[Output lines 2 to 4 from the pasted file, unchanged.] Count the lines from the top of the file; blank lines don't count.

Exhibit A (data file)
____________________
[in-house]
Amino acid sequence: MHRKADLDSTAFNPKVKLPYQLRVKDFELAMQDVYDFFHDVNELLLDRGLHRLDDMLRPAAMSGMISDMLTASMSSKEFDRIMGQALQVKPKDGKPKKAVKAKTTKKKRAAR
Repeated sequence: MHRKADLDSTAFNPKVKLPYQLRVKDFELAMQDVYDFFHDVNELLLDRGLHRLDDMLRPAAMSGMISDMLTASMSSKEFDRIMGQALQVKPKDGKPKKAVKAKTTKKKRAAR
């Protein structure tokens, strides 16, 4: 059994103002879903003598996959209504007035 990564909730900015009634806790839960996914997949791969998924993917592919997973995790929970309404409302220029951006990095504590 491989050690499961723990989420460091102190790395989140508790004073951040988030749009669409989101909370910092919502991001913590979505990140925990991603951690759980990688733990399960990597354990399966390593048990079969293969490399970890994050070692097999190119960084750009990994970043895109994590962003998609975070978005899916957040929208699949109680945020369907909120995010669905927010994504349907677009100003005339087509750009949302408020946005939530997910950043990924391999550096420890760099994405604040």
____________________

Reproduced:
Amino acid sequence: MHRKADLDSTAFNPKVKLPYQLRVKDFELAMQDVYDFFHDVNELLLDRGLHRLDDMLRPAAMSGMISDMLTASMSSKEFDRIMGQALQVKPKDGKPKKAVKAKTTKKKRAAR
Repeated sequence: MHRKADLDSTAFNPKVKLPYQLRVKDFELAMQDVYDFFHDVNELLLDRGLHRLDDMLRPAAMSGMISDMLTASMSSKEFDRIMGQALQVKPKDGKPKKAVKAKTTKKKRAAR
């Protein structure tokens, strides 16, 4: 059994103002879903003598996959209504007035 990564909730900015009634806790839960996914997949791969998924993917592919997973995790929970309404409302220029951006990095504590 491989050690499961723990989420460091102190790395989140508790004073951040988030749009669409989101909370910092919502991001913590979505990140925990991603951690759980990688733990399960990597354990399966390593048990079969293969490399970890994050070692097999190119960084750009990994970043895109994590962003998609975070978005899916957040929208699949109680945020369907909120995010669905927010994504349907677009100003005339087509750009949302408020946005939530997910950043990924391999550096420890760099994405604040």